Belorussians have been put on trial for complicity in last month's teddy bear air drop by two Swedes protesting Belarus's poor human rights and democracy record.
The "teddy bear war" is heating up.
Belarussian leader Alexander Lukashenko has ordered his law enforcement officials to get to the bottom of the intrusion into his country's airspace last month by a small private aircraft that dropped 879 teddy bears, each on its own individual parachute and bearing a pro-democracy messages such as "we support the Belarussian struggle for free speech."
The stunt was apparently carried out by two Swedes, Tomas Mazetti and Hannah Frey, who said they learned to fly and piloted the plane from Lithuania into Belarussian airspace as their own personal effort to dramatize the struggle for human rights in Belarus.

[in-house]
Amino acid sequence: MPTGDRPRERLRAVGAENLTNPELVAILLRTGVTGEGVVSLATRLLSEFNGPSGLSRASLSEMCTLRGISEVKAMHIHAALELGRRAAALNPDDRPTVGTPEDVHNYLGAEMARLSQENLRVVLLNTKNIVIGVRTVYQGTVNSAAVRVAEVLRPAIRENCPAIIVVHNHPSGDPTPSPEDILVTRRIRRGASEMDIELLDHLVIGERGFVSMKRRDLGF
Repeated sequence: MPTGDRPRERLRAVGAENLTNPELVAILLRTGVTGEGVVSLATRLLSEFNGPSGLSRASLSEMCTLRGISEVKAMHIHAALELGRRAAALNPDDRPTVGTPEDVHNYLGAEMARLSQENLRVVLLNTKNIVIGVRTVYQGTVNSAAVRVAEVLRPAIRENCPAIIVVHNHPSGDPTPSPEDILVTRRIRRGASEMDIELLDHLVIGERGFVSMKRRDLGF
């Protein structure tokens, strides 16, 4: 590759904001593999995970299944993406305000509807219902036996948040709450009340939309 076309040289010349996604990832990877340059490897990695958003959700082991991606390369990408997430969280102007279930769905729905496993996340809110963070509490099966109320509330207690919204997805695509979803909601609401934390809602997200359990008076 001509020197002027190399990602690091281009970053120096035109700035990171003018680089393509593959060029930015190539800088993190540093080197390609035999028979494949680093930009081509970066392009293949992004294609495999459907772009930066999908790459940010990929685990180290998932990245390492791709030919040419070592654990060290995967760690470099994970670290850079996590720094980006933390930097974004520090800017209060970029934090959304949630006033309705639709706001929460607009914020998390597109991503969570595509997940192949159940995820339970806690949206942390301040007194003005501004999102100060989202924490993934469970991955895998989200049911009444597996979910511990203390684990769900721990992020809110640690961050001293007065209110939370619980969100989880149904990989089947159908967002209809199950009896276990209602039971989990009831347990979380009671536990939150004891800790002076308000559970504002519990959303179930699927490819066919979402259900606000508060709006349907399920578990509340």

In an interview with Foreign Policy, Mr. Mazetti and Ms. Frey explained why teddy bears:
TM: There are few examples in history of forcing a dictator to step down through money or weapons alone, and of course one should protest his actions. But a campaign using teddy bears has been received warmly in Belarus, and many people think that it's very funny.